Friday, October 15, 2004

Family at risk

It was a good two days of plenary sessions and workshops at the recently concluded Asia Pacific Family Dialogue. The formal dinner on Monday to launch proceedings looked promising but ended up a letdown. Besides the usual speeches (Dato’ Sharizat came out tops against a UN executive, and Qatar’s permanent rep to the UN) and performances (one involving children and another, a ghastly nondescript ‘tribal’ dance item), diners fed on shrimp salad and then frozen peach ice-cream before the main course was served at 10.30pm. Even then, our table didn’t get anything and not wanting to wait, we left to have char koay teow somewhere nearer home.

Aside from that, I’m just glad to be a part of the event as appointed rapporteur (nice term for note taker) at 3 sessions and a round-table discussion. I’m also glad to have been reminded once again how vitally important the family is and how urgent it is to nurture fathers, mothers and their children - individually and relationally. Here are a few findings I took home with me:
+Children missing out on secure attachments (with their parents) develop into problematic youths and have been found to be more vulnerable to emotional distress

+Father care is important to child development and the continuing health of the entire family. Anti-social behaviour in children is more prevalent in fatherless households

+Core values picked up by children in the early years have been found to remain throughout adulthood, eg, religious values, political convictions, relational attitudes

+Because of the plasticity of our brain, negative behaviour in children arising from wrong parenting styles is reversible once remedial steps are taken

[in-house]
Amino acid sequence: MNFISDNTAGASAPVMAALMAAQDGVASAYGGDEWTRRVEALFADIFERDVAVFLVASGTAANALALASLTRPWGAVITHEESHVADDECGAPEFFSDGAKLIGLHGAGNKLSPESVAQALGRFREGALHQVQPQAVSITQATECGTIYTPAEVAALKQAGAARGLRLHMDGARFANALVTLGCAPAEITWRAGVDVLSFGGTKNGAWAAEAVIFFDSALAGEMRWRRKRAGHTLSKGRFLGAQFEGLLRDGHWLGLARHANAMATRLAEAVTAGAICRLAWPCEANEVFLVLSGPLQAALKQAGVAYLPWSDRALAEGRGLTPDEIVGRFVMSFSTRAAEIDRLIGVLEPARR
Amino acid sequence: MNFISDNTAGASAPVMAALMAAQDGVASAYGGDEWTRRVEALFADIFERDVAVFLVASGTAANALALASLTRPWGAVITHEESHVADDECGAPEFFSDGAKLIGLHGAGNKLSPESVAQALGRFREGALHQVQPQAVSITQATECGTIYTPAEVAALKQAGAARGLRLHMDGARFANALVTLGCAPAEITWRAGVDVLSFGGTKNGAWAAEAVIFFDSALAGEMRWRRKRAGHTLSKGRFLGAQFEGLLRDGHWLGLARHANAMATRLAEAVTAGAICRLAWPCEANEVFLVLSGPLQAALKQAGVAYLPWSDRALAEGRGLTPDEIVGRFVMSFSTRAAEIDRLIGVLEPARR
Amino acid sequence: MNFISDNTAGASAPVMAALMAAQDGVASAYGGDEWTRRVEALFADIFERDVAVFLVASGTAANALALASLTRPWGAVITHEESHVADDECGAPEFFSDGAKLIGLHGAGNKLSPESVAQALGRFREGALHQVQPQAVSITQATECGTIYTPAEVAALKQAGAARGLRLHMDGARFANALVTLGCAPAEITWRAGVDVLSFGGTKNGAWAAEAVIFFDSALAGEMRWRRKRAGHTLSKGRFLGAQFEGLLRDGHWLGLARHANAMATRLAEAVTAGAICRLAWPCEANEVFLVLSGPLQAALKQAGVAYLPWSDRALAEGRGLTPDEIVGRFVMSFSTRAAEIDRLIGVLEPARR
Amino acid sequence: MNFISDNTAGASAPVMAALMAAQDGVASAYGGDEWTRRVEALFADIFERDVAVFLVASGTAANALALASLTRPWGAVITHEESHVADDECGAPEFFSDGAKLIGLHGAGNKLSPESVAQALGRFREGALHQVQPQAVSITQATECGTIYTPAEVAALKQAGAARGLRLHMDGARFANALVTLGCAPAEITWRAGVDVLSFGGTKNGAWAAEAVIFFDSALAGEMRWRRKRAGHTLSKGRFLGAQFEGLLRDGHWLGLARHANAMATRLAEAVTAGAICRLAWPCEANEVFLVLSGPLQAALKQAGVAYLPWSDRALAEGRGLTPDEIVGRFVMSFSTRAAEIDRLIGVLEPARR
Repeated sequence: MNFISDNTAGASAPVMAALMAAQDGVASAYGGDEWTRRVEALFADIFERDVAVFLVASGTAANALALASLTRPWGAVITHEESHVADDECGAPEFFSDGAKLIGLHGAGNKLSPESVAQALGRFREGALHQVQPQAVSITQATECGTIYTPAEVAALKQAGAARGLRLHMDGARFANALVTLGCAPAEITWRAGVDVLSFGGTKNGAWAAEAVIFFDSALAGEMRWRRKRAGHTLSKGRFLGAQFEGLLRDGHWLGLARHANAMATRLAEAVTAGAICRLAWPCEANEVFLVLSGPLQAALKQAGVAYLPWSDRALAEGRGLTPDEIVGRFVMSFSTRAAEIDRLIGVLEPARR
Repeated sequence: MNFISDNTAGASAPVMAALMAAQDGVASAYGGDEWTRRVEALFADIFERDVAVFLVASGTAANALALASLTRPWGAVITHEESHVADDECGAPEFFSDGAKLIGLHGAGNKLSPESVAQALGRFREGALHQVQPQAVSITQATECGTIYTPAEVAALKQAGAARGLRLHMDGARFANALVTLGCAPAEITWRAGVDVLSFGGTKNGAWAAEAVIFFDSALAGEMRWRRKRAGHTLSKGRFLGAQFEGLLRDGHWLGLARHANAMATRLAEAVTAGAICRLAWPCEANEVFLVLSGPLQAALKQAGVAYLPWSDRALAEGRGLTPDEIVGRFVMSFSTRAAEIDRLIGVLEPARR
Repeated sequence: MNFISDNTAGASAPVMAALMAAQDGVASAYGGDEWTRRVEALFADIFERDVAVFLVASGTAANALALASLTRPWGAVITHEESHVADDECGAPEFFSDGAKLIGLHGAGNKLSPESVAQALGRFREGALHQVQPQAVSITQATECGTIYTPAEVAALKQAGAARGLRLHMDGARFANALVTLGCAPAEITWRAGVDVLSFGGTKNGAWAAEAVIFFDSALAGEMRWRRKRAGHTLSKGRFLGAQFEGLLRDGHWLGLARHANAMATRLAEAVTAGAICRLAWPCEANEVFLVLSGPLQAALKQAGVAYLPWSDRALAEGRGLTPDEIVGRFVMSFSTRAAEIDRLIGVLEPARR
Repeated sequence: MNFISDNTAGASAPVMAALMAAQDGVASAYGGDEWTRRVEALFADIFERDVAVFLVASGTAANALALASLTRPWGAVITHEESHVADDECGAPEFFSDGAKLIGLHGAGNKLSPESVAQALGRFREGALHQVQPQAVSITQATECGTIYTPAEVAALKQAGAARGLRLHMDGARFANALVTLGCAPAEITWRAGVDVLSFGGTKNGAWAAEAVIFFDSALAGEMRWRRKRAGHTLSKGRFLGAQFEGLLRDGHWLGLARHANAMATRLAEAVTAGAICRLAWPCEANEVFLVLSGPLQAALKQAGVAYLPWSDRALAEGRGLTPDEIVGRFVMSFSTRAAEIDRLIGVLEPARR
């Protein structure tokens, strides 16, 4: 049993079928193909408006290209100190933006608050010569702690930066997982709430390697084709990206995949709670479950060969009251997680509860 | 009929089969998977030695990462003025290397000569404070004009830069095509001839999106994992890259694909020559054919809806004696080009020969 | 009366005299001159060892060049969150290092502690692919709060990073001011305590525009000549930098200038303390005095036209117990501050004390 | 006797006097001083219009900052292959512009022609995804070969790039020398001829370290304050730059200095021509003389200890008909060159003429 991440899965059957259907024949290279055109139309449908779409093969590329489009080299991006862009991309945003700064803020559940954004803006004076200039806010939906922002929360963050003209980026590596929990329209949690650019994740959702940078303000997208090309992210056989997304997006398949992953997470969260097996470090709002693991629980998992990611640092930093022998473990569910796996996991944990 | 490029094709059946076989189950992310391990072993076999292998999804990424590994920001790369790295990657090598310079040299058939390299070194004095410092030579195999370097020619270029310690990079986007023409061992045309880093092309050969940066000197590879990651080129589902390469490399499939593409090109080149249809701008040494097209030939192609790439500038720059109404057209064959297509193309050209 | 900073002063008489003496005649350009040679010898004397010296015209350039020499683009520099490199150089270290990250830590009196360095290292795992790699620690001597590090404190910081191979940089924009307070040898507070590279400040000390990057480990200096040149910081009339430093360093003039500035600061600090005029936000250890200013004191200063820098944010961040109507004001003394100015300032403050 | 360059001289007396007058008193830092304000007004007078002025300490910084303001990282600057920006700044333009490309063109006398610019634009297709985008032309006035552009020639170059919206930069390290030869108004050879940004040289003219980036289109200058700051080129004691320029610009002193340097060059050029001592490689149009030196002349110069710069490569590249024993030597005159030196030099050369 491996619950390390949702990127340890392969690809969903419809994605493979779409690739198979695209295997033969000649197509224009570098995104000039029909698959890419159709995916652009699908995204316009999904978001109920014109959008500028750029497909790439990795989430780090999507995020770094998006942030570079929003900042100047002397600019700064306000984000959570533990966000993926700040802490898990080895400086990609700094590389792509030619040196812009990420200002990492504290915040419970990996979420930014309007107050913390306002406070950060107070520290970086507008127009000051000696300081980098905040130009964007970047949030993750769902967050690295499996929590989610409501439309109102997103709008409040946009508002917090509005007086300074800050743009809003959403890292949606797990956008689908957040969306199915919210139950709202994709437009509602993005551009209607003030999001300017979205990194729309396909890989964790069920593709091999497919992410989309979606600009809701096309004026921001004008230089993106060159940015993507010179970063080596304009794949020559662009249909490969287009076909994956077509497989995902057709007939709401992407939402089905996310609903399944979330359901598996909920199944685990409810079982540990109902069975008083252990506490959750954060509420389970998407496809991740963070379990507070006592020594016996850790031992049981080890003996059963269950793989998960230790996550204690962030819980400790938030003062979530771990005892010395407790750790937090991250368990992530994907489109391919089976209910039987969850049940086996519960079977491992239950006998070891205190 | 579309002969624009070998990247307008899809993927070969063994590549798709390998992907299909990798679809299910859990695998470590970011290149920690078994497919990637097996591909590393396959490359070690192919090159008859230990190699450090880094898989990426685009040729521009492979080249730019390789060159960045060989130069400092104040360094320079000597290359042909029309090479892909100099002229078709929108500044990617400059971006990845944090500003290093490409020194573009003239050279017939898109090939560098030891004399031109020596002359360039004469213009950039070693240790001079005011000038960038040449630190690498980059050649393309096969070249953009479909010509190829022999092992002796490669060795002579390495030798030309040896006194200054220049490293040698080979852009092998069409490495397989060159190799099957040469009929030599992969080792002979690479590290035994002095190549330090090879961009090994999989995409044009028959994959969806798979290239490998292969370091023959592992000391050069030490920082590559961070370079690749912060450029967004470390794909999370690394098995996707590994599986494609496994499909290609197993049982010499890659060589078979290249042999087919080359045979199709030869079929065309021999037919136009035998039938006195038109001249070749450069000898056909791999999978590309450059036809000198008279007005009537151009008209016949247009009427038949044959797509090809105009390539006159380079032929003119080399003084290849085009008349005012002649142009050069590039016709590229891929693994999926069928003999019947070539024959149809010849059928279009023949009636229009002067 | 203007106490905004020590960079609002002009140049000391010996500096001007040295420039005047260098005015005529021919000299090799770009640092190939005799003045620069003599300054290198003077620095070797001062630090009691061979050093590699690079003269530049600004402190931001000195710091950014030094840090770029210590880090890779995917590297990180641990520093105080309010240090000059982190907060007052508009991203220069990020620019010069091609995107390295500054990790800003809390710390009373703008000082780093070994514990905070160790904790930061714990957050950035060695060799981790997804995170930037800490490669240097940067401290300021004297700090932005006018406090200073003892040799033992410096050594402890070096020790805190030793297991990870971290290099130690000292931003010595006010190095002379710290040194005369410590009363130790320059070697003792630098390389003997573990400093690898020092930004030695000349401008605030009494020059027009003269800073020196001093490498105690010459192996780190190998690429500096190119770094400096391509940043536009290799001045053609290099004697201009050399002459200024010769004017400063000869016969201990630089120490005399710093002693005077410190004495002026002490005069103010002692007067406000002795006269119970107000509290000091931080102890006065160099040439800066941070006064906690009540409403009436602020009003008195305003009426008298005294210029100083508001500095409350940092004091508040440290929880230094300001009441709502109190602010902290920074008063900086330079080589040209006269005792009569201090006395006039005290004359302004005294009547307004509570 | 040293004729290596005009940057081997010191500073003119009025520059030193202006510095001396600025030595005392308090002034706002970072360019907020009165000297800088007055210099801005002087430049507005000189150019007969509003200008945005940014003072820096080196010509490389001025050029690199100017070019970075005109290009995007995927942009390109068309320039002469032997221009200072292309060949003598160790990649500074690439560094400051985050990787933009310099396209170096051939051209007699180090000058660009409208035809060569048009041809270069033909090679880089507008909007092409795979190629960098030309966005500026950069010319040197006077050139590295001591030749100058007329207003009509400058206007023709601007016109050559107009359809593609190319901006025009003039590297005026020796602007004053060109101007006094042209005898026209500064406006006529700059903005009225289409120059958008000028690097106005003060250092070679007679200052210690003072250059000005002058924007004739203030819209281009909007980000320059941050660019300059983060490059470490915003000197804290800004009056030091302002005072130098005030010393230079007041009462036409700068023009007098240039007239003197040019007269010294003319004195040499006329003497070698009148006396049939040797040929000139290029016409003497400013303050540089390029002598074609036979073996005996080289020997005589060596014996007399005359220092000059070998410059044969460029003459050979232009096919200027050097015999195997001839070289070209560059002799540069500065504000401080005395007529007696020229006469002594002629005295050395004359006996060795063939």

+Fathers who wash dishes at home have been found to live longer, statistically (haha)

+The Baptist denomination has the highest divorce rates among Christian denominations in the US

+There is statistical correlation between cohabitation and divorce, and incidences of depression (more in women), instability, and violence in these relationships

+Children from single-parent families or divorced families have been found to suffer inordinately more emotional and behavioural problems, which subsequently affect their academic performances as well
Obviously I am quoting generally off my head, but the wealth of statistical data and research on family health and child development have confirmed what we already suspect: the family is in decline. The increasing rate of divorces, illegitimacy, single-parent families, fatherless or absentee fathers in households, etc, paints a devastating portrait of modern civilization and the future of nation states.

One may point to feminism, secularism, even education, but some social scientists and researchers are already saying the underlying factor behind much of the problems is the pursuit of self-fulfillment and egalitarianism instead of fulfillment of duty. I know that sounds like a simplistic response to a very complex situation, but the world is not friendly to the family these days, and that puts a lot of stress on the health of our children. I think it's all the more reason why homeschooling makes good sense, and I am glad to be among those who have chosen the road less traveled.

2 comments:

Petra said...

So - why does cohabitation lead to a bigger chance of divorce? A lot of my friends believe it's the best thing for my marriage and I don't know all that facts.

David BC Tan said...

hi petra, it's true that you're more likely to hear people approve of cohabitation than disapprove these days. I know when statistics get quoted correlation and causation get murky. I'll post an update on the topic soon.